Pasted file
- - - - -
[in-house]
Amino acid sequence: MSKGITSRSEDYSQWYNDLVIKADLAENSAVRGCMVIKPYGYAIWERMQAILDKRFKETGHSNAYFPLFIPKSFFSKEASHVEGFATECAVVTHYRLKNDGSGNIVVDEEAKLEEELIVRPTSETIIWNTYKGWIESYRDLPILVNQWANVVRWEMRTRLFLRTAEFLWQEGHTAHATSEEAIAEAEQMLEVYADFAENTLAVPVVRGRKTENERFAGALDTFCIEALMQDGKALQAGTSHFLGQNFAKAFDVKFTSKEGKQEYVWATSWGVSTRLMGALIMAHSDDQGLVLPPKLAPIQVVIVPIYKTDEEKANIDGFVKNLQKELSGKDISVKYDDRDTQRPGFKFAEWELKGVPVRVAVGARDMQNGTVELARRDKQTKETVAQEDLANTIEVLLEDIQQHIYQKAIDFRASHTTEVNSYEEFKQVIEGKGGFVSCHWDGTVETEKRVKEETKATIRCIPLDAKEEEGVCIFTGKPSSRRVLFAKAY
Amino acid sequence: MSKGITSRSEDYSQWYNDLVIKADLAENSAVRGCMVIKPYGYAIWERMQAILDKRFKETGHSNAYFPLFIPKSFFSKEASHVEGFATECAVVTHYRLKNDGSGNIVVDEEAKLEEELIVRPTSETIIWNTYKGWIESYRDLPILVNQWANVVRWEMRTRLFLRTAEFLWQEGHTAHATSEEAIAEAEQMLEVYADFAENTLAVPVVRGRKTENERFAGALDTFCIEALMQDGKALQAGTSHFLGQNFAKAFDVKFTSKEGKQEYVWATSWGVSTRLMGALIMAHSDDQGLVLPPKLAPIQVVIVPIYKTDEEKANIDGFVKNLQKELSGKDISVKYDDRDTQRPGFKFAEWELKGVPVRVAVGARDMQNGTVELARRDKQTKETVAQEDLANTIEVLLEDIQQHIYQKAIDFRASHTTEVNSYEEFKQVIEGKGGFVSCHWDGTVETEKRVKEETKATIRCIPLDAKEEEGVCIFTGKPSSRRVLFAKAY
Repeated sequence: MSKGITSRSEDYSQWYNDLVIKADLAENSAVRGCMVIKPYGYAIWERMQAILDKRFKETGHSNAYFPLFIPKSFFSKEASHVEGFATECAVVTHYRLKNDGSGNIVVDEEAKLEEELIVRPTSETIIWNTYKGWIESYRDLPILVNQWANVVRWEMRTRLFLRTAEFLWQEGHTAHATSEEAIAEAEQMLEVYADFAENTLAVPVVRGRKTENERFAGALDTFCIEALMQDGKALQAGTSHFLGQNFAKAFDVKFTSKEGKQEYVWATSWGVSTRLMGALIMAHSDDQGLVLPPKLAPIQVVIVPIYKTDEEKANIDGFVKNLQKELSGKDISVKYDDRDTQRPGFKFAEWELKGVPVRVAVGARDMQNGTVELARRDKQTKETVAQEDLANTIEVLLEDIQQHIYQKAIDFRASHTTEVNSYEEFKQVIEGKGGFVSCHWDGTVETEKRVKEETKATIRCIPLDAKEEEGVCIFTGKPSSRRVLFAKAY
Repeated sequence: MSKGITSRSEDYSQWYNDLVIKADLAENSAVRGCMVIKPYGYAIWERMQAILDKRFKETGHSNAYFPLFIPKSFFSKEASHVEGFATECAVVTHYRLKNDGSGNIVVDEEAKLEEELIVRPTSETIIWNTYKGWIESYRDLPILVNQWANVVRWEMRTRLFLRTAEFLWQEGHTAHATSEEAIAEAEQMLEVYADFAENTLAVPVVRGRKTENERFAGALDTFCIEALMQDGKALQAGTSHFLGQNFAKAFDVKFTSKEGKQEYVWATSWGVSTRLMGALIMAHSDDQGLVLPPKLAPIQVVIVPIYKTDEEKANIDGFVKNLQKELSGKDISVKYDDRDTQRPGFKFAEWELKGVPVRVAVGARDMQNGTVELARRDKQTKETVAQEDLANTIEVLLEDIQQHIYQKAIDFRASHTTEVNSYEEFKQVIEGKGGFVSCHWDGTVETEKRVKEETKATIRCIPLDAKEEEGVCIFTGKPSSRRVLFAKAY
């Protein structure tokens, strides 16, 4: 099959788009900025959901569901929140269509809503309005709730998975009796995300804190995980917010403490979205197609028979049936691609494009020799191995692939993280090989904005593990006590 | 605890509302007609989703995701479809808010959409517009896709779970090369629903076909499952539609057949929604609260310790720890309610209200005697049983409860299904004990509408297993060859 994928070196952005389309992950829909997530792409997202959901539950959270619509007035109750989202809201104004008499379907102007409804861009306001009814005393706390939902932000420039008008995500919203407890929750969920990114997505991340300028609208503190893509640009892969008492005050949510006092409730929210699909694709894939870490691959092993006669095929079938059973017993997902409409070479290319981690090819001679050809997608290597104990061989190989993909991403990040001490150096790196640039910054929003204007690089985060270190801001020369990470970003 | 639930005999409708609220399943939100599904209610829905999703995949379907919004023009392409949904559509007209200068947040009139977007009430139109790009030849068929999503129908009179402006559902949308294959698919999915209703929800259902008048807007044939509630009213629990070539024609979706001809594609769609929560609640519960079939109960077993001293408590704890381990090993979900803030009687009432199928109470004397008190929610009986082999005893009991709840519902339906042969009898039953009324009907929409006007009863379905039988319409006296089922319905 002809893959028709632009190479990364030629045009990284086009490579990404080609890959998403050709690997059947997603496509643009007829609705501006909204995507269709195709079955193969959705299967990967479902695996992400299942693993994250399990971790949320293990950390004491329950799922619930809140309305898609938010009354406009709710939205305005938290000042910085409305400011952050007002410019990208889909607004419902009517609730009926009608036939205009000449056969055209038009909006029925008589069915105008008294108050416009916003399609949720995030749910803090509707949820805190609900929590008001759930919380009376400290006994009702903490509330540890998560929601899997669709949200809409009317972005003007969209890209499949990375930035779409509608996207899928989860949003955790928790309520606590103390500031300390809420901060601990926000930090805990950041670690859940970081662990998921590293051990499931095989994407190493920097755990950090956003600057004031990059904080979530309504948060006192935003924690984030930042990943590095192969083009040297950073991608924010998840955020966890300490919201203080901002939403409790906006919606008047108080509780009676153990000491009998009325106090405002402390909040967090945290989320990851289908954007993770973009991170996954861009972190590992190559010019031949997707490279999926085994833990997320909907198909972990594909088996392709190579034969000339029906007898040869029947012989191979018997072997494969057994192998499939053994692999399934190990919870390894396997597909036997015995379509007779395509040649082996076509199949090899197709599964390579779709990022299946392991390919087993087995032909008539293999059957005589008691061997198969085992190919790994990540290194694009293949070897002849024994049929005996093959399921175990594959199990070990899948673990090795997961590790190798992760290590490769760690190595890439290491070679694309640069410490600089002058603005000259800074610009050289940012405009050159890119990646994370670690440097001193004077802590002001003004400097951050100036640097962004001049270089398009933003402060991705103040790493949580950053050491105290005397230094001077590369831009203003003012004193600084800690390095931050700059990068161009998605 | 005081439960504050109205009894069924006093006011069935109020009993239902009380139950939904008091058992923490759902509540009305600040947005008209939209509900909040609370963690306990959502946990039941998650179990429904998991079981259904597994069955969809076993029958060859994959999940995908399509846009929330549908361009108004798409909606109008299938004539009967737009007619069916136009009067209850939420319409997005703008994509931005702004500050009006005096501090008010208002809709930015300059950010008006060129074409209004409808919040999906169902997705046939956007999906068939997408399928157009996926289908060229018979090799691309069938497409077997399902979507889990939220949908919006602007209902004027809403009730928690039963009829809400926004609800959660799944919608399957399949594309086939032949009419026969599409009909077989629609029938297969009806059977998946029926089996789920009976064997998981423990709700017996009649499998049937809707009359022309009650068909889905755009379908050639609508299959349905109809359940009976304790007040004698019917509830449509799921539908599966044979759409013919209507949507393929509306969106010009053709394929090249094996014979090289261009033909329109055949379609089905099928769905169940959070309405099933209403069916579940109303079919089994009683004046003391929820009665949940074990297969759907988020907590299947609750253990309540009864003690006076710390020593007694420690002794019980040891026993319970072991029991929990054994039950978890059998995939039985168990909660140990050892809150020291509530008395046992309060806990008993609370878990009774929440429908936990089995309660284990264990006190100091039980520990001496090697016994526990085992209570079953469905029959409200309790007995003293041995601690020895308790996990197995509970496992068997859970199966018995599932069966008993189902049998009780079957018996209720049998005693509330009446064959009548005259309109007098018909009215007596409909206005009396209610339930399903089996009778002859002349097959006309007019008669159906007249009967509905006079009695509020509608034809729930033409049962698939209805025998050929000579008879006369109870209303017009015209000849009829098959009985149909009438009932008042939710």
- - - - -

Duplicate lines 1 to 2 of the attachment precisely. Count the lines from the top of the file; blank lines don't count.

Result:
[in-house]
Amino acid sequence: MSKGITSRSEDYSQWYNDLVIKADLAENSAVRGCMVIKPYGYAIWERMQAILDKRFKETGHSNAYFPLFIPKSFFSKEASHVEGFATECAVVTHYRLKNDGSGNIVVDEEAKLEEELIVRPTSETIIWNTYKGWIESYRDLPILVNQWANVVRWEMRTRLFLRTAEFLWQEGHTAHATSEEAIAEAEQMLEVYADFAENTLAVPVVRGRKTENERFAGALDTFCIEALMQDGKALQAGTSHFLGQNFAKAFDVKFTSKEGKQEYVWATSWGVSTRLMGALIMAHSDDQGLVLPPKLAPIQVVIVPIYKTDEEKANIDGFVKNLQKELSGKDISVKYDDRDTQRPGFKFAEWELKGVPVRVAVGARDMQNGTVELARRDKQTKETVAQEDLANTIEVLLEDIQQHIYQKAIDFRASHTTEVNSYEEFKQVIEGKGGFVSCHWDGTVETEKRVKEETKATIRCIPLDAKEEEGVCIFTGKPSSRRVLFAKAY